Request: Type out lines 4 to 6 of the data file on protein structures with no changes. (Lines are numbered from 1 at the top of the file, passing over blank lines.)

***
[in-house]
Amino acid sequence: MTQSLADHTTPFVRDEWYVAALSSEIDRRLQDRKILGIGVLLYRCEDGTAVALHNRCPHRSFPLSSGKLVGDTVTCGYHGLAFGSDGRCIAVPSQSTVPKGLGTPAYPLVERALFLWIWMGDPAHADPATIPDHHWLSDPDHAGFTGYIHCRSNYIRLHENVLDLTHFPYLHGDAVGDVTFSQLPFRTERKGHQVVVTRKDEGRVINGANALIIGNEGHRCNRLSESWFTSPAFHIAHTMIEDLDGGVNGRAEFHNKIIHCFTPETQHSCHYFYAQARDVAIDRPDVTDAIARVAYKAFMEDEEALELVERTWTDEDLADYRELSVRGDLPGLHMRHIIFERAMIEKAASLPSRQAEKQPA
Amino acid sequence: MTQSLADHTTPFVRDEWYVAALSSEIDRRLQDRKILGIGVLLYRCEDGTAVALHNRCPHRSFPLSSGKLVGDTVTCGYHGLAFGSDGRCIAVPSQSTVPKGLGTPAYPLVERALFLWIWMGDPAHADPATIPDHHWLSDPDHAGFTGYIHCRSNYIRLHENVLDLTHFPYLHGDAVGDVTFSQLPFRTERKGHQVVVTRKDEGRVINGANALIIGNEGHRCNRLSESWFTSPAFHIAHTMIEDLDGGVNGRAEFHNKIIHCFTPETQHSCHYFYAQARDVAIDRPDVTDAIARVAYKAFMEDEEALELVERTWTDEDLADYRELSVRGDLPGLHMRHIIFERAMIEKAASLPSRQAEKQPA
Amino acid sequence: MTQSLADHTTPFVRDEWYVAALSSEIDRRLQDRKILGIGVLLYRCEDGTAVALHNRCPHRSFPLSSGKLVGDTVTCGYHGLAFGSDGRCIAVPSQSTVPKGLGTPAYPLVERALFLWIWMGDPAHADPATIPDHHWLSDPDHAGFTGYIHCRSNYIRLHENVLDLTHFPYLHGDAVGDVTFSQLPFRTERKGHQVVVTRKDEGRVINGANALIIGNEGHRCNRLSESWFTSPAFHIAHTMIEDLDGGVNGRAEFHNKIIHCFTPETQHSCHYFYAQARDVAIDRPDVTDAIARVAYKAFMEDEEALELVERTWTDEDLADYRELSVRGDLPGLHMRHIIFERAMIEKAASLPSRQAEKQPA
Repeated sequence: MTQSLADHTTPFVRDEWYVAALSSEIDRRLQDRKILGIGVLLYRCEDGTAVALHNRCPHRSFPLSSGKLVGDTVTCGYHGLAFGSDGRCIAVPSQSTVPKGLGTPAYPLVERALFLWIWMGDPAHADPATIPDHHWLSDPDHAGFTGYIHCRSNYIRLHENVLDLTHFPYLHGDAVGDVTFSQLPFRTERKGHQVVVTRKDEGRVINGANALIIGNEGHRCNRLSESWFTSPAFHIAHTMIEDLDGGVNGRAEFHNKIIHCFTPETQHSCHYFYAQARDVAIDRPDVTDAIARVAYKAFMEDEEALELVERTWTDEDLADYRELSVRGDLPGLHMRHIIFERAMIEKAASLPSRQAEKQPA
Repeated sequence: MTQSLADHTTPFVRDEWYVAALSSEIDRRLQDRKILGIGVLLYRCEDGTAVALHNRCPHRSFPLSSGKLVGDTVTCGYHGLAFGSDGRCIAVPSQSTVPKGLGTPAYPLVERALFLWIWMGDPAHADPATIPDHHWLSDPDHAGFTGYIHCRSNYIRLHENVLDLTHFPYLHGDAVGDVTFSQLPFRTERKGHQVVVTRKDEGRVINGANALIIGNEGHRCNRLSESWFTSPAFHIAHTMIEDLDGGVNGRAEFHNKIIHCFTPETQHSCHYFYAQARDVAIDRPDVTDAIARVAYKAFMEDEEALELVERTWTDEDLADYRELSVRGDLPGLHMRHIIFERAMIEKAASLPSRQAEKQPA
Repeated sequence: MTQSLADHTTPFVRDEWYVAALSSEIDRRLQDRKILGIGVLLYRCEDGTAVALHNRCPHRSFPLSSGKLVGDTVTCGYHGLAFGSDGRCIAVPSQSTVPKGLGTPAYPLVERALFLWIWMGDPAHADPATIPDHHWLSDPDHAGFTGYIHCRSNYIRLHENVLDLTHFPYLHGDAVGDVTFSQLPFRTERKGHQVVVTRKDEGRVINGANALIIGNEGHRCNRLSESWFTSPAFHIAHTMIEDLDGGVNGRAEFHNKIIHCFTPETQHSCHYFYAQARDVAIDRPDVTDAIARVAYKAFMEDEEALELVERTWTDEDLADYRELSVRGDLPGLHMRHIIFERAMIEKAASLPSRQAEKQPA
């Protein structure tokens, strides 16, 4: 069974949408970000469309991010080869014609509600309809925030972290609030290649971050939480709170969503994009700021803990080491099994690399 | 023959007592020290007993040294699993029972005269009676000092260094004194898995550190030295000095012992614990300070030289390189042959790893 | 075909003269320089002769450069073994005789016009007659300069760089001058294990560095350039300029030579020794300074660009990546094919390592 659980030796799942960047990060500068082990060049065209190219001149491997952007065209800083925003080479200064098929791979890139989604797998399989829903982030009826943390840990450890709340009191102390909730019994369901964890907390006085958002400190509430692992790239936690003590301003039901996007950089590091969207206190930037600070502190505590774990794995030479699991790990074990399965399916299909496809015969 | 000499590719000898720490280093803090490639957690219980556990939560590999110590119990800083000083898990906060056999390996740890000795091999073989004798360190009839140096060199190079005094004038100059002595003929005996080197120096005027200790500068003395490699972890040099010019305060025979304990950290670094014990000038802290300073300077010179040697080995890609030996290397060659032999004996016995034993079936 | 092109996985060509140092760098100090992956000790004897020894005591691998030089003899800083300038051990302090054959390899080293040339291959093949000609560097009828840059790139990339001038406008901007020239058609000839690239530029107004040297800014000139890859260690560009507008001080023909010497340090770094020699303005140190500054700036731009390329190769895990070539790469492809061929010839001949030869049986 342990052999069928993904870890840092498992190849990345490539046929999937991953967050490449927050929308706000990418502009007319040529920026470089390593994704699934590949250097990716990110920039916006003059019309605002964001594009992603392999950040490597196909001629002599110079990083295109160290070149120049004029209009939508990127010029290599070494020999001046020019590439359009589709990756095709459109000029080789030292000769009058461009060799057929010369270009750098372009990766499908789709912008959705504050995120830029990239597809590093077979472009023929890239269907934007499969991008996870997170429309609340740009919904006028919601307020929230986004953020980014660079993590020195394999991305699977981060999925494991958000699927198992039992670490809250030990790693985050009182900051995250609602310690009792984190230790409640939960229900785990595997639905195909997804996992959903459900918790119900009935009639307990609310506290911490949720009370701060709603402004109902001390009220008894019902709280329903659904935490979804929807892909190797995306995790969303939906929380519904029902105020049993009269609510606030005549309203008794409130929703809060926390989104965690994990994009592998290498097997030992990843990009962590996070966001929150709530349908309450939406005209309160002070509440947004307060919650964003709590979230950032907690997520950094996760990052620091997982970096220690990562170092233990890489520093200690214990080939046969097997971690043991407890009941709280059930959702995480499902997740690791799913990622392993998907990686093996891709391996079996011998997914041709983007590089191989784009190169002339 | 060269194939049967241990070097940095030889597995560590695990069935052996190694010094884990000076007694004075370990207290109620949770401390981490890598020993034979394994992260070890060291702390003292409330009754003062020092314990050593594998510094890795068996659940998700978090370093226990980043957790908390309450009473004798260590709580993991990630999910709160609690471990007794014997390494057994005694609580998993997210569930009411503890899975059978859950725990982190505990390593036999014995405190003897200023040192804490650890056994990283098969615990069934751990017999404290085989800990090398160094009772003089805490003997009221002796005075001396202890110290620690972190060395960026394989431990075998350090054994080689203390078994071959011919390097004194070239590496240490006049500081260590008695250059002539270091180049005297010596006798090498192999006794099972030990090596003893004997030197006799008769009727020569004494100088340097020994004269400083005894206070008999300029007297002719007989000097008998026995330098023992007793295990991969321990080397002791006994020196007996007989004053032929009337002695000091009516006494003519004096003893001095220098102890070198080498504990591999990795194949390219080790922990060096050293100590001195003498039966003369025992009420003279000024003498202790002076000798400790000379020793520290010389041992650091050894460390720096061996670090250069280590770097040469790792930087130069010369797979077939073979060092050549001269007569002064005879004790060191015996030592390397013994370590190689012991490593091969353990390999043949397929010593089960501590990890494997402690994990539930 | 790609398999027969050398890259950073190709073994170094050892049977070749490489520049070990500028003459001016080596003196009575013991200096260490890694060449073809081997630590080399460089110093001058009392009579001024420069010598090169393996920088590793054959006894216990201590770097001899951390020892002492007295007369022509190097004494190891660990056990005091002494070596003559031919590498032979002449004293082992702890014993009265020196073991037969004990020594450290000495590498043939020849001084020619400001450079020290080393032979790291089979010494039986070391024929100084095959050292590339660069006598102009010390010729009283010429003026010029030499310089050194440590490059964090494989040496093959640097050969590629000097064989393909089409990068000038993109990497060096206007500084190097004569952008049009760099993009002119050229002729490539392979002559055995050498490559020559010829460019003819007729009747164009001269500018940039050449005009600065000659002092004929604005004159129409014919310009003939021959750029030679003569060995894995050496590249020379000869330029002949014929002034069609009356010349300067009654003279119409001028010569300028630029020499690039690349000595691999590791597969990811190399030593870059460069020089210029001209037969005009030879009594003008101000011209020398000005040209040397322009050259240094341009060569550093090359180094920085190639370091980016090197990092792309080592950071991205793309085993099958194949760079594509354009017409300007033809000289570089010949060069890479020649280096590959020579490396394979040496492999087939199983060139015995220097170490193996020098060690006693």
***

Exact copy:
Amino acid sequence: MTQSLADHTTPFVRDEWYVAALSSEIDRRLQDRKILGIGVLLYRCEDGTAVALHNRCPHRSFPLSSGKLVGDTVTCGYHGLAFGSDGRCIAVPSQSTVPKGLGTPAYPLVERALFLWIWMGDPAHADPATIPDHHWLSDPDHAGFTGYIHCRSNYIRLHENVLDLTHFPYLHGDAVGDVTFSQLPFRTERKGHQVVVTRKDEGRVINGANALIIGNEGHRCNRLSESWFTSPAFHIAHTMIEDLDGGVNGRAEFHNKIIHCFTPETQHSCHYFYAQARDVAIDRPDVTDAIARVAYKAFMEDEEALELVERTWTDEDLADYRELSVRGDLPGLHMRHIIFERAMIEKAASLPSRQAEKQPA
Repeated sequence: MTQSLADHTTPFVRDEWYVAALSSEIDRRLQDRKILGIGVLLYRCEDGTAVALHNRCPHRSFPLSSGKLVGDTVTCGYHGLAFGSDGRCIAVPSQSTVPKGLGTPAYPLVERALFLWIWMGDPAHADPATIPDHHWLSDPDHAGFTGYIHCRSNYIRLHENVLDLTHFPYLHGDAVGDVTFSQLPFRTERKGHQVVVTRKDEGRVINGANALIIGNEGHRCNRLSESWFTSPAFHIAHTMIEDLDGGVNGRAEFHNKIIHCFTPETQHSCHYFYAQARDVAIDRPDVTDAIARVAYKAFMEDEEALELVERTWTDEDLADYRELSVRGDLPGLHMRHIIFERAMIEKAASLPSRQAEKQPA
Repeated sequence: MTQSLADHTTPFVRDEWYVAALSSEIDRRLQDRKILGIGVLLYRCEDGTAVALHNRCPHRSFPLSSGKLVGDTVTCGYHGLAFGSDGRCIAVPSQSTVPKGLGTPAYPLVERALFLWIWMGDPAHADPATIPDHHWLSDPDHAGFTGYIHCRSNYIRLHENVLDLTHFPYLHGDAVGDVTFSQLPFRTERKGHQVVVTRKDEGRVINGANALIIGNEGHRCNRLSESWFTSPAFHIAHTMIEDLDGGVNGRAEFHNKIIHCFTPETQHSCHYFYAQARDVAIDRPDVTDAIARVAYKAFMEDEEALELVERTWTDEDLADYRELSVRGDLPGLHMRHIIFERAMIEKAASLPSRQAEKQPA